Friday, 10 November 2023
Questions without Notice
Senator Roberts, I note your interest all week in these matters of migration, and the short answer is that under governments of all persuasions, including those who are having a chuckle over there at the moment, the immigration program in Australia is demand driven. That has been the case under this government and the former government as well.
Yes, it's quite normal for ministers who represent others to look at their notes. Senator Canavan, we can't all be the genius that you are. You are a genius—I pay respect to that—especially when you get into your dark web and your bunker and you dig out all those statistics. You're an absolute genius!
Honourable senators interjecting—
I know Senator Rennick was a bit offended by the fact I singled out Senator Canavan as the only genius in the opposition and the only person who could get into the bunker and find statistics. We know Senator Rennick is pretty good at that as well.
Honourable senators interjecting—
I would like Minister Watt to withdraw a whole raft of his commentary and reflections on a number of senators over here and his continual snarky personal smears and vilifications.
I think the difficulty—through you, President—is it was a generalised proposition that the senator was making. If there is a request to withdraw particular language that has just been said—
There is a generalised complaint about Senator Watt saying things about a number of people. I don't know what those are, but if the request is that Senator Watt withdraw particular language that's just been used—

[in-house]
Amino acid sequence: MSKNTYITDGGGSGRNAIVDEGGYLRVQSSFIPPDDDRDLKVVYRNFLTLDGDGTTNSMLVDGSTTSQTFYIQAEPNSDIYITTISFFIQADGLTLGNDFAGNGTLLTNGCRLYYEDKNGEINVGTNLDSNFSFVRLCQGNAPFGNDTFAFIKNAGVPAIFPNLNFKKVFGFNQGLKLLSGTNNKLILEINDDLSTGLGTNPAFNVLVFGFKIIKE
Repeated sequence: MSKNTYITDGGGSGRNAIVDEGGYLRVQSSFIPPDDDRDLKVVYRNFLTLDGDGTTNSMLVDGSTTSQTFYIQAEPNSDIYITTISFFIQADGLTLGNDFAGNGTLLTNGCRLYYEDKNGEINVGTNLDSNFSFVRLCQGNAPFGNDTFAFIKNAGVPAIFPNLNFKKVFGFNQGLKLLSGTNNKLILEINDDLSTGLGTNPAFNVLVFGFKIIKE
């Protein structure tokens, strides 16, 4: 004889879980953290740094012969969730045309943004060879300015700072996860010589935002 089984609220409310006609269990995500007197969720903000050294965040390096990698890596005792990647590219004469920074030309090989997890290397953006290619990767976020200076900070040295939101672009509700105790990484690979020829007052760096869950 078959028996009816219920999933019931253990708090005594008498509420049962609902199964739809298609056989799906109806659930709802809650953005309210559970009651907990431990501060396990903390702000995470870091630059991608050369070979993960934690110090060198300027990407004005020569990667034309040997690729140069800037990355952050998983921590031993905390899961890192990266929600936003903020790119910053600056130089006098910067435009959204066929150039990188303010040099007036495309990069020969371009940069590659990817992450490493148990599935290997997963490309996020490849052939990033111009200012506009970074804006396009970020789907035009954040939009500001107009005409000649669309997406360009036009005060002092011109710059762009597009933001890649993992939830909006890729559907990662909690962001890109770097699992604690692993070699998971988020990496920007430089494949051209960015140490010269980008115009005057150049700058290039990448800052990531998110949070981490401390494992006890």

Thank you, President. I did want to pick up on one part of your ruling there, which was to suggest it was necessary for the senator to name a particular senator who had been impugned. I will make it clear that it is possible for groups of senators to be impugned or to have improper motives attributed to them by a senator and that is also against standing orders.
President, as you're well aware, it's not necessary always for a senator to make a point of order and, in the spirit of this week, it would be helpful for strong proactive intervention if senators can't restrain themselves to actually ask them immediately to withdraw. Preferably they would restrain themselves, Senator Watt.
I haven't called you, Senator Watt. I am going to respond to those points of order. I am not in the chamber all the time. That's the point that I made in the statement to the chamber yesterday. It is very difficult for me to ask a senator to withdraw when I don't know where that language has landed. I take your point, Senator Birmingham, that a slur can be made against a group of senators. That's not what Senator Hughes was implying. My understanding of what was indicated was that the minister had made, in Senator Hughes's view, a number of comments to senators throughout the week, not to a group of senators. However, I know that Senator Watt is always willing to own his behaviour and I will, as Senator Watt—
Opposition senators interjecting—
For the benefit of those interjections, a number of you are always willing, on both sides of the chamber, to withdraw. Some of you are not but most of you are. So I am going to invite Senator Watt, if he thinks he has offended senators this week, to make a general withdrawal without making any comment to comments that you may or may not have uttered.